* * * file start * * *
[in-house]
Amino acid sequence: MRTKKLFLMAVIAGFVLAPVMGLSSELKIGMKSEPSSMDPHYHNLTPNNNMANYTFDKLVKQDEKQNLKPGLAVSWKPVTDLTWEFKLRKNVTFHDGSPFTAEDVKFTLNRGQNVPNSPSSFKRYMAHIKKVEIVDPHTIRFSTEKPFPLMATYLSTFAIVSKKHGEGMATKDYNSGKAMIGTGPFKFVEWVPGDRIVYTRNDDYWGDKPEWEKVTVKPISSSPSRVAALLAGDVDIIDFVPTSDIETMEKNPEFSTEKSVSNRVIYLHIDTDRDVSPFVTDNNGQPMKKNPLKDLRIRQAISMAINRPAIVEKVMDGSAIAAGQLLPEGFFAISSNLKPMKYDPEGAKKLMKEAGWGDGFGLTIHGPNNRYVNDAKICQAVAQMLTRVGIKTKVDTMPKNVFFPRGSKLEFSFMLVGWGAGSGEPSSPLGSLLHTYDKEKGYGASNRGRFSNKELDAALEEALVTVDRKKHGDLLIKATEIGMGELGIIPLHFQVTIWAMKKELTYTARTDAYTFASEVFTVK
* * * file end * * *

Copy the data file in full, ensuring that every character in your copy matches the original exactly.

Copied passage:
[in-house]
Amino acid sequence: MRTKKLFLMAVIAGFVLAPVMGLSSELKIGMKSEPSSMDPHYHNLTPNNNMANYTFDKLVKQDEKQNLKPGLAVSWKPVTDLTWEFKLRKNVTFHDGSPFTAEDVKFTLNRGQNVPNSPSSFKRYMAHIKKVEIVDPHTIRFSTEKPFPLMATYLSTFAIVSKKHGEGMATKDYNSGKAMIGTGPFKFVEWVPGDRIVYTRNDDYWGDKPEWEKVTVKPISSSPSRVAALLAGDVDIIDFVPTSDIETMEKNPEFSTEKSVSNRVIYLHIDTDRDVSPFVTDNNGQPMKKNPLKDLRIRQAISMAINRPAIVEKVMDGSAIAAGQLLPEGFFAISSNLKPMKYDPEGAKKLMKEAGWGDGFGLTIHGPNNRYVNDAKICQAVAQMLTRVGIKTKVDTMPKNVFFPRGSKLEFSFMLVGWGAGSGEPSSPLGSLLHTYDKEKGYGASNRGRFSNKELDAALEEALVTVDRKKHGDLLIKATEIGMGELGIIPLHFQVTIWAMKKELTYTARTDAYTFASEVFTVK